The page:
It’s easy to mix up historical events within the Holocaust timeline or World War II timeline. Although far from a comprehensive timeline of the Holocaust and all that happened, this list of key historical events helps show the progression of persecution to mass murder, relevant events of WWII, and the subsequent liberation of concentration camps.
The following details a list of key chronological events of the Holocaust, spanning from 1933 to 1945. Use our glossary of Holocaust terms as a reference throughout the Holocaust timeline.
- January 30: Adolf Hitler appointed Chancellor of Germany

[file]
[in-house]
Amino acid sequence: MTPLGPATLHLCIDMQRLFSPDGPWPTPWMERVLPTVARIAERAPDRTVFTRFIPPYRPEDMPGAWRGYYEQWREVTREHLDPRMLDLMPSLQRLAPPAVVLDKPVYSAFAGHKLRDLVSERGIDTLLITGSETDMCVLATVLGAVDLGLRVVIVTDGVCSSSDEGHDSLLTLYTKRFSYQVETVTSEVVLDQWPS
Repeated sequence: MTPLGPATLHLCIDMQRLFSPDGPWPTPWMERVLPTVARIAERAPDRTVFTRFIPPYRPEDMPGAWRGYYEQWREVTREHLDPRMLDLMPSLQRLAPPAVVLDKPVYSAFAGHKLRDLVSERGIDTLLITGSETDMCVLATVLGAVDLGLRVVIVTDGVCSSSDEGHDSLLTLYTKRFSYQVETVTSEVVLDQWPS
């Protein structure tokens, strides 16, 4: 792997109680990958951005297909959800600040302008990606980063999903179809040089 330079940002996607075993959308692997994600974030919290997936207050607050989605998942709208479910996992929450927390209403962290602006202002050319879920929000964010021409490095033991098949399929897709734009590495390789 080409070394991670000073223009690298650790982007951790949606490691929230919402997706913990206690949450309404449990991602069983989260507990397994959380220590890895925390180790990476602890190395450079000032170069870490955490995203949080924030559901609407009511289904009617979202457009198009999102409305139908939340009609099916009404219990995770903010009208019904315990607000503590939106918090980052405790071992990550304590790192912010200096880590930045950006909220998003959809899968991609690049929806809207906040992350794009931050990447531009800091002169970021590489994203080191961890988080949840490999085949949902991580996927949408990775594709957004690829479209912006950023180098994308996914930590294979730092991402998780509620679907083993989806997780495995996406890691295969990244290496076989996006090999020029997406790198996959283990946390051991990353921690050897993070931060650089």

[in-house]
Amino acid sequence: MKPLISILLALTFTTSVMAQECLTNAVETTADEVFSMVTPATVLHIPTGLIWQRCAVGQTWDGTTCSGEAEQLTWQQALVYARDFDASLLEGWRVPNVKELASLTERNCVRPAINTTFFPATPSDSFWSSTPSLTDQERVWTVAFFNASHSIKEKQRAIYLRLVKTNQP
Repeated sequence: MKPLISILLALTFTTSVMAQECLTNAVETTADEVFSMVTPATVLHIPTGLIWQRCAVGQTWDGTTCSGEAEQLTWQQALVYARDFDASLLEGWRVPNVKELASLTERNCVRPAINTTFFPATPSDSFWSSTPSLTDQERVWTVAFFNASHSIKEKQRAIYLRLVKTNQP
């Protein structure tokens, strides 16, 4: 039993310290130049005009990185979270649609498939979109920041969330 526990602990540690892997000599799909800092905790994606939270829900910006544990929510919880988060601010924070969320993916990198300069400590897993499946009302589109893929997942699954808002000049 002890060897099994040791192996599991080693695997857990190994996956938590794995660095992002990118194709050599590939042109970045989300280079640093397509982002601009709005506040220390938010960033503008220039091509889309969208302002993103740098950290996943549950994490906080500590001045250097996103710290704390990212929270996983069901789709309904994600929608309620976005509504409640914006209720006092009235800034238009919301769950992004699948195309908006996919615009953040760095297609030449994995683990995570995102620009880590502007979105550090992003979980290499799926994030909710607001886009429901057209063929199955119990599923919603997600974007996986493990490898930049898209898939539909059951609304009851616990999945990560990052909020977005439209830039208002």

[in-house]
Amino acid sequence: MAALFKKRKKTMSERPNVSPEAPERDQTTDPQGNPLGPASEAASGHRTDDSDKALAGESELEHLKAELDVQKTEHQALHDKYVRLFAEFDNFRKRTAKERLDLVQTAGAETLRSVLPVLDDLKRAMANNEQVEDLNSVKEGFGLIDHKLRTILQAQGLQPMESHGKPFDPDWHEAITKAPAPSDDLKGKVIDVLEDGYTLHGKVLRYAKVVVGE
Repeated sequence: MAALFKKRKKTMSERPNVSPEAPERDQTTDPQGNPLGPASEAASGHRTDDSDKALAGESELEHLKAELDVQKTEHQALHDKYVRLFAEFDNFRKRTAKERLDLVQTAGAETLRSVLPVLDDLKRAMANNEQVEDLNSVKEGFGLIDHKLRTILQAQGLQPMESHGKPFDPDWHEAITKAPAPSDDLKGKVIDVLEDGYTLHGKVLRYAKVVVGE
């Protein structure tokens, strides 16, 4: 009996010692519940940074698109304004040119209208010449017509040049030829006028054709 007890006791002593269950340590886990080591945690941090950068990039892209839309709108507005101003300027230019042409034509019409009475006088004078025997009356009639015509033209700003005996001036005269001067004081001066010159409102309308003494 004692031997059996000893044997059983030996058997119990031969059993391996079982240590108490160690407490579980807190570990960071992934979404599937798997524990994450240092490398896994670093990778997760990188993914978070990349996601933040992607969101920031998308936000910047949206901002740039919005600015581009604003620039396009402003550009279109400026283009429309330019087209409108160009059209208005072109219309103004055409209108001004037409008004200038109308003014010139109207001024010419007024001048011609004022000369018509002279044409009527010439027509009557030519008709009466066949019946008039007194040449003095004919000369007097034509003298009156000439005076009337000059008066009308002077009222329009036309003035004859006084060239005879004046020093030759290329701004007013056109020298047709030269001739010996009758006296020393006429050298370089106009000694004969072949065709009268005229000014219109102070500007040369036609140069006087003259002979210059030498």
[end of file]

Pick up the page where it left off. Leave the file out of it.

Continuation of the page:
- March 22: Dachau concentration camp opens
- April 1: Boycott of Jewish shops and businesses
- April 7: Laws for Re-establishment of the Civil Service barred Jews from holding civil service, university, and state positions
- May 10: Public burnings of books written by Jews, political dissidents, and others not approved by the state
- July 14: Law stripping East European Jewish immigrants of German citizenship
- June 30-July 2: In the “Röhm Affair,” also known as “Night of the Long Knives,” Hitler orders the purge of the top leadership of the Nazi Party paramilitary formation, the SA (Sturmabteilungen; Assault Detachments). Pressured by German army commanders, whose support Hitler needed to become President of Germany upon Hindenburg’s impending death, Hitler used the SS to murder SA Chief of Staff Ernst Röhm and his top commanders.
- August 2: German President von Hindenburg dies. With the support of the German armed forces, Hitler becomes President of Germany.